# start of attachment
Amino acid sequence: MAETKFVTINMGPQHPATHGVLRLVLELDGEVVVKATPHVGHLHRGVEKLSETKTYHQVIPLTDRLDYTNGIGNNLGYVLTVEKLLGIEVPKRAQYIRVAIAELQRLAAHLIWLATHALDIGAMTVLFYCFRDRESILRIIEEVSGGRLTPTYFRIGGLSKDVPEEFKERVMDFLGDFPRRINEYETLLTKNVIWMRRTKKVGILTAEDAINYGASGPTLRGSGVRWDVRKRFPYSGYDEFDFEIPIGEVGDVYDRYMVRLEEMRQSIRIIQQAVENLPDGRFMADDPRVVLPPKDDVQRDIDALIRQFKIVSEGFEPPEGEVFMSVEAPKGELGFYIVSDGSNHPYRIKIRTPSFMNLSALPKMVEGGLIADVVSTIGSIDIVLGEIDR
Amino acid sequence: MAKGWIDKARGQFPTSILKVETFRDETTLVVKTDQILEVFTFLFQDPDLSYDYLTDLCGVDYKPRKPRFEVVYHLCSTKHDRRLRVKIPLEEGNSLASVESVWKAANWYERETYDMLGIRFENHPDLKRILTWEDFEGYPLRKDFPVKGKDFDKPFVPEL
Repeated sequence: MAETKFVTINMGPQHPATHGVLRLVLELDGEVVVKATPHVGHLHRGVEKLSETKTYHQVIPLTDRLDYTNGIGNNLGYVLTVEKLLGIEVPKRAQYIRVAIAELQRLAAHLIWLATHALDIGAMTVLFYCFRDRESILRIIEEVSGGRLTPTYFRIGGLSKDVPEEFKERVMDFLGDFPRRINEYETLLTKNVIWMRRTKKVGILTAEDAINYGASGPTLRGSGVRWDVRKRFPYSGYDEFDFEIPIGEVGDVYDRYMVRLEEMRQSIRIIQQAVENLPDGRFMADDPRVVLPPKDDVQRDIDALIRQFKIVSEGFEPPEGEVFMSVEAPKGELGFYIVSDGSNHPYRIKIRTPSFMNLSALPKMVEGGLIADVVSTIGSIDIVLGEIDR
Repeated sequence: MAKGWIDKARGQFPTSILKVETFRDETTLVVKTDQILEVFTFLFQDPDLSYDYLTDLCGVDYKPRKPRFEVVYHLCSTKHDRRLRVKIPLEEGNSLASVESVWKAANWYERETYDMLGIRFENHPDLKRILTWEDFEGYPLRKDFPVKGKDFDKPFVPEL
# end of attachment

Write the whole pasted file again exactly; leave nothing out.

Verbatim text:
Amino acid sequence: MAETKFVTINMGPQHPATHGVLRLVLELDGEVVVKATPHVGHLHRGVEKLSETKTYHQVIPLTDRLDYTNGIGNNLGYVLTVEKLLGIEVPKRAQYIRVAIAELQRLAAHLIWLATHALDIGAMTVLFYCFRDRESILRIIEEVSGGRLTPTYFRIGGLSKDVPEEFKERVMDFLGDFPRRINEYETLLTKNVIWMRRTKKVGILTAEDAINYGASGPTLRGSGVRWDVRKRFPYSGYDEFDFEIPIGEVGDVYDRYMVRLEEMRQSIRIIQQAVENLPDGRFMADDPRVVLPPKDDVQRDIDALIRQFKIVSEGFEPPEGEVFMSVEAPKGELGFYIVSDGSNHPYRIKIRTPSFMNLSALPKMVEGGLIADVVSTIGSIDIVLGEIDR
Amino acid sequence: MAKGWIDKARGQFPTSILKVETFRDETTLVVKTDQILEVFTFLFQDPDLSYDYLTDLCGVDYKPRKPRFEVVYHLCSTKHDRRLRVKIPLEEGNSLASVESVWKAANWYERETYDMLGIRFENHPDLKRILTWEDFEGYPLRKDFPVKGKDFDKPFVPEL
Repeated sequence: MAETKFVTINMGPQHPATHGVLRLVLELDGEVVVKATPHVGHLHRGVEKLSETKTYHQVIPLTDRLDYTNGIGNNLGYVLTVEKLLGIEVPKRAQYIRVAIAELQRLAAHLIWLATHALDIGAMTVLFYCFRDRESILRIIEEVSGGRLTPTYFRIGGLSKDVPEEFKERVMDFLGDFPRRINEYETLLTKNVIWMRRTKKVGILTAEDAINYGASGPTLRGSGVRWDVRKRFPYSGYDEFDFEIPIGEVGDVYDRYMVRLEEMRQSIRIIQQAVENLPDGRFMADDPRVVLPPKDDVQRDIDALIRQFKIVSEGFEPPEGEVFMSVEAPKGELGFYIVSDGSNHPYRIKIRTPSFMNLSALPKMVEGGLIADVVSTIGSIDIVLGEIDR
Repeated sequence: MAKGWIDKARGQFPTSILKVETFRDETTLVVKTDQILEVFTFLFQDPDLSYDYLTDLCGVDYKPRKPRFEVVYHLCSTKHDRRLRVKIPLEEGNSLASVESVWKAANWYERETYDMLGIRFENHPDLKRILTWEDFEGYPLRKDFPVKGKDFDKPFVPEL